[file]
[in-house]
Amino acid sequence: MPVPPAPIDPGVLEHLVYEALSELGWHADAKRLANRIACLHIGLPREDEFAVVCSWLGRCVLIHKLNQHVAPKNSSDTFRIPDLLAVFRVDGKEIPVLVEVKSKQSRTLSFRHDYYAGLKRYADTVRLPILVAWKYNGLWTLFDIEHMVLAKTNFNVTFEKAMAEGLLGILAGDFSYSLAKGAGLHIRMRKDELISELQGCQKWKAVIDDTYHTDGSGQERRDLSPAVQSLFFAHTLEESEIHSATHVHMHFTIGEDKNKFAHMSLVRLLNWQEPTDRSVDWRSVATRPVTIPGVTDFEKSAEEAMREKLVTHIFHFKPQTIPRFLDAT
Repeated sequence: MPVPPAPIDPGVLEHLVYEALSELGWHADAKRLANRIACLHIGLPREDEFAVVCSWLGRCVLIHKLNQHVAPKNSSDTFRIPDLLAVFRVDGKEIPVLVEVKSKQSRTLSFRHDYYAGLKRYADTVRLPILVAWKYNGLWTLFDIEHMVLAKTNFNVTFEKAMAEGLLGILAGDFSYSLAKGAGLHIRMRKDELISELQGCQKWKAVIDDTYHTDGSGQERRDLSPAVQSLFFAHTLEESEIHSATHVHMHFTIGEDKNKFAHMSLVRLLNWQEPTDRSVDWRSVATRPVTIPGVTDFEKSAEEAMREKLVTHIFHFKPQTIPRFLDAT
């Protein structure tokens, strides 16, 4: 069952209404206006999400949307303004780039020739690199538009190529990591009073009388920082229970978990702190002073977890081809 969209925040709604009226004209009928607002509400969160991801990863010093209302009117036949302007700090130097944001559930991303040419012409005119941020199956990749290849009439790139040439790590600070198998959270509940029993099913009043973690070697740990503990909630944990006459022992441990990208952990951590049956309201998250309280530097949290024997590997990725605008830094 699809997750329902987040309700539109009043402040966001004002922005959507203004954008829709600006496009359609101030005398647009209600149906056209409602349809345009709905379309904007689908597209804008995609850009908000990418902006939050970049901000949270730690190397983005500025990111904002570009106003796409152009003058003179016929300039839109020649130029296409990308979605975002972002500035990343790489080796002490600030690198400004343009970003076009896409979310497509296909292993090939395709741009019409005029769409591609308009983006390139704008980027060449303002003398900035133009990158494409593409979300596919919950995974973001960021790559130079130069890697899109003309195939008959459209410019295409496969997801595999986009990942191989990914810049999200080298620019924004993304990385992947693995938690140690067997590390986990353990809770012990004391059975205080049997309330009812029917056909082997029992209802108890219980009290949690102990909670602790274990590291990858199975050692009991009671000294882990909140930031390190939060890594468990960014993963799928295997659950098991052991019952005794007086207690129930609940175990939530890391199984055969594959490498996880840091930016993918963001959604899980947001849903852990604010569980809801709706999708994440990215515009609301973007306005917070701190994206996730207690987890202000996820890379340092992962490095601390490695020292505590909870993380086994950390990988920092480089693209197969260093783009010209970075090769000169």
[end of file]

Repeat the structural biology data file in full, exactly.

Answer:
[in-house]
Amino acid sequence: MPVPPAPIDPGVLEHLVYEALSELGWHADAKRLANRIACLHIGLPREDEFAVVCSWLGRCVLIHKLNQHVAPKNSSDTFRIPDLLAVFRVDGKEIPVLVEVKSKQSRTLSFRHDYYAGLKRYADTVRLPILVAWKYNGLWTLFDIEHMVLAKTNFNVTFEKAMAEGLLGILAGDFSYSLAKGAGLHIRMRKDELISELQGCQKWKAVIDDTYHTDGSGQERRDLSPAVQSLFFAHTLEESEIHSATHVHMHFTIGEDKNKFAHMSLVRLLNWQEPTDRSVDWRSVATRPVTIPGVTDFEKSAEEAMREKLVTHIFHFKPQTIPRFLDAT
Repeated sequence: MPVPPAPIDPGVLEHLVYEALSELGWHADAKRLANRIACLHIGLPREDEFAVVCSWLGRCVLIHKLNQHVAPKNSSDTFRIPDLLAVFRVDGKEIPVLVEVKSKQSRTLSFRHDYYAGLKRYADTVRLPILVAWKYNGLWTLFDIEHMVLAKTNFNVTFEKAMAEGLLGILAGDFSYSLAKGAGLHIRMRKDELISELQGCQKWKAVIDDTYHTDGSGQERRDLSPAVQSLFFAHTLEESEIHSATHVHMHFTIGEDKNKFAHMSLVRLLNWQEPTDRSVDWRSVATRPVTIPGVTDFEKSAEEAMREKLVTHIFHFKPQTIPRFLDAT
């Protein structure tokens, strides 16, 4: 069952209404206006999400949307303004780039020739690199538009190529990591009073009388920082229970978990702190002073977890081809 969209925040709604009226004209009928607002509400969160991801990863010093209302009117036949302007700090130097944001559930991303040419012409005119941020199956990749290849009439790139040439790590600070198998959270509940029993099913009043973690070697740990503990909630944990006459022992441990990208952990951590049956309201998250309280530097949290024997590997990725605008830094 699809997750329902987040309700539109009043402040966001004002922005959507203004954008829709600006496009359609101030005398647009209600149906056209409602349809345009709905379309904007689908597209804008995609850009908000990418902006939050970049901000949270730690190397983005500025990111904002570009106003796409152009003058003179016929300039839109020649130029296409990308979605975002972002500035990343790489080796002490600030690198400004343009970003076009896409979310497509296909292993090939395709741009019409005029769409591609308009983006390139704008980027060449303002003398900035133009990158494409593409979300596919919950995974973001960021790559130079130069890697899109003309195939008959459209410019295409496969997801595999986009990942191989990914810049999200080298620019924004993304990385992947693995938690140690067997590390986990353990809770012990004391059975205080049997309330009812029917056909082997029992209802108890219980009290949690102990909670602790274990590291990858199975050692009991009671000294882990909140930031390190939060890594468990960014993963799928295997659950098991052991019952005794007086207690129930609940175990939530890391199984055969594959490498996880840091930016993918963001959604899980947001849903852990604010569980809801709706999708994440990215515009609301973007306005917070701190994206996730207690987890202000996820890379340092992962490095601390490695020292505590909870993380086994950390990988920092480089693209197969260093783009010209970075090769000169």